9. The optical interference display panel of claim 8, wherein the protection structure is adhered to the substrate with an adhesive, and the adhesive comprises spacers to keep a predetermined distance between the protection structure and the substrate.
10. The optical interference display panel of claim 9, wherein the adhesive comprises a UV glue or a thermosetting adhesive.
11. The optical interference display panel of claim 1, wherein a material of the first supports is a photoresist, a dielectric material or a conductive material.
12. An method for manufacturing an optical interference display panel, the method comprising:
providing a substrate;
forming a plurality of color-changeable pixels on the substrate;
forming a plurality of first supports on the color-changeable pixels, and a height of first ends of the first supports is higher than a height of the color-changeable pixels; and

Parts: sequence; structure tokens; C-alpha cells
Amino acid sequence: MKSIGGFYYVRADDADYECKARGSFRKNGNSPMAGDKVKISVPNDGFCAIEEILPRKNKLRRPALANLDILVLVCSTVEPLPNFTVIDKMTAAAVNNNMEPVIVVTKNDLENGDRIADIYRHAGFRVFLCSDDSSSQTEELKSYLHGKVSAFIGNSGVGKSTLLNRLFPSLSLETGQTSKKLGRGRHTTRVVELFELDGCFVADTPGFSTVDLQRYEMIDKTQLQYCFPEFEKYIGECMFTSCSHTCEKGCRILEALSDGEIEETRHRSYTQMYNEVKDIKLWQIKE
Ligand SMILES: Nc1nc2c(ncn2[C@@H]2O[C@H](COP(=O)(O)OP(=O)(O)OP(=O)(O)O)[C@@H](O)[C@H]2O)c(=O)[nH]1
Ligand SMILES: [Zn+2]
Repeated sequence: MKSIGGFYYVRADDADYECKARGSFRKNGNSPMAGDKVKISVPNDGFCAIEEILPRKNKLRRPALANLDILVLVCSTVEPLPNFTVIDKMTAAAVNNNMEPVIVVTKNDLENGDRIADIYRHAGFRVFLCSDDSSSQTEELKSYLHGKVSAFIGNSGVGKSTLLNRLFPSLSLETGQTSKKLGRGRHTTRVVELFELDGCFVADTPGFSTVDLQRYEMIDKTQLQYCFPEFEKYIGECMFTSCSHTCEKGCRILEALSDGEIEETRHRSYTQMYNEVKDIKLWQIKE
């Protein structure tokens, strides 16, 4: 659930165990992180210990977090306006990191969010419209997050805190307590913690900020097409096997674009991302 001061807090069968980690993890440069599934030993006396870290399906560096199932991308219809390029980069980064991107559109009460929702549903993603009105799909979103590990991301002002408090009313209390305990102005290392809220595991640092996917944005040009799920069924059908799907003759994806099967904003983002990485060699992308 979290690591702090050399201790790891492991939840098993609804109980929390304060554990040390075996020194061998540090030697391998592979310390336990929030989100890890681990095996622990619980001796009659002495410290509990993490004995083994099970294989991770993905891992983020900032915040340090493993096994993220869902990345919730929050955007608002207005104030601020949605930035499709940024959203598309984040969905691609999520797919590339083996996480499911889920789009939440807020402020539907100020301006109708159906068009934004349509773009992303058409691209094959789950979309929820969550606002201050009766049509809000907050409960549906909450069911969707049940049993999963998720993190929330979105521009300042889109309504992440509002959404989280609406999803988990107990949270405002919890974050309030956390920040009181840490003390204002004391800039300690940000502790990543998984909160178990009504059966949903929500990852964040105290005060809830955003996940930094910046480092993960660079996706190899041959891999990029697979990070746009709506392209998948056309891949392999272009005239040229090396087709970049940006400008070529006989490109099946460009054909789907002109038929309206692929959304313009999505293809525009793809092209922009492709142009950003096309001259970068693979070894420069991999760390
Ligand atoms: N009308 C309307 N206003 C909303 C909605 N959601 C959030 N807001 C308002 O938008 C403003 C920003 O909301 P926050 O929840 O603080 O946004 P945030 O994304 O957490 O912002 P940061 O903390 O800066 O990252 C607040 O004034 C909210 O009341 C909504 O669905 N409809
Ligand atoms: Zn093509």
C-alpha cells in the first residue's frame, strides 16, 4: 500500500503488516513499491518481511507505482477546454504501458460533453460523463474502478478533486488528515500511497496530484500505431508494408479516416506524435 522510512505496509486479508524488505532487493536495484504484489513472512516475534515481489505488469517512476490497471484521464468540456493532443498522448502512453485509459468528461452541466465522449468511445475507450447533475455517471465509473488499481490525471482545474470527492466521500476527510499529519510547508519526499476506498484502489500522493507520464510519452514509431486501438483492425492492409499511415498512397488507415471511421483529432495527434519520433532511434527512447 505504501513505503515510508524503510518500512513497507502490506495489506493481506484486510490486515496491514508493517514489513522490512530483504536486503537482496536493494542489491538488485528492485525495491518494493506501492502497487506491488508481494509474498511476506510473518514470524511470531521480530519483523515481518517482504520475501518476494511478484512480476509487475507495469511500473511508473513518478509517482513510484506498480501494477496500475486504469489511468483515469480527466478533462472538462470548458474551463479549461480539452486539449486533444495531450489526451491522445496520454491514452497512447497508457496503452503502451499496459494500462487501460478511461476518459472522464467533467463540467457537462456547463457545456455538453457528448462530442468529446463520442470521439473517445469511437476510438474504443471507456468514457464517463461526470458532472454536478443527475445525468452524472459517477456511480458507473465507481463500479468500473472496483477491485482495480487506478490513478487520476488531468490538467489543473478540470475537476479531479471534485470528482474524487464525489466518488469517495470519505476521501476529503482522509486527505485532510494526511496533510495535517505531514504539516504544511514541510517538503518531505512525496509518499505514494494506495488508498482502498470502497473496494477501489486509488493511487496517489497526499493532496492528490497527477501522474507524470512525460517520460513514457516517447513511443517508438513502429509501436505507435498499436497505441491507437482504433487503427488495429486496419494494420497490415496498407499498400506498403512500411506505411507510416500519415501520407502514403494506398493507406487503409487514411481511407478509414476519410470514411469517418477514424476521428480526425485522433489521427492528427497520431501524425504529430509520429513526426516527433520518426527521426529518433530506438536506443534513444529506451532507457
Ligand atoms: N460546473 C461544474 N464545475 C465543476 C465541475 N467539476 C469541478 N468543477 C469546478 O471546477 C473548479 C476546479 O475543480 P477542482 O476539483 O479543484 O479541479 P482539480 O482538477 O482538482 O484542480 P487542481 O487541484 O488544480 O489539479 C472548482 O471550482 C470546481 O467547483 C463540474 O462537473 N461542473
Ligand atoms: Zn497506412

joining a protection structure to the substrate in order to position the color-changeable pixels between the protection structure and the substrate.
13. The method of claim 12, wherein the step of forming the color-changeable pixels comprises:
forming a first electrode on the substrate;
forming a sacrificial layer on the first electrode;
forming a plurality of first openings in the first electrode and the sacrificial layer;
forming a second support in each of the first openings;
forming a second electrode on the sacrificial layer and the second support, wherein a portion of the second support is not covered by the second electrode; and
removing the sacrificial layer by a release etching process.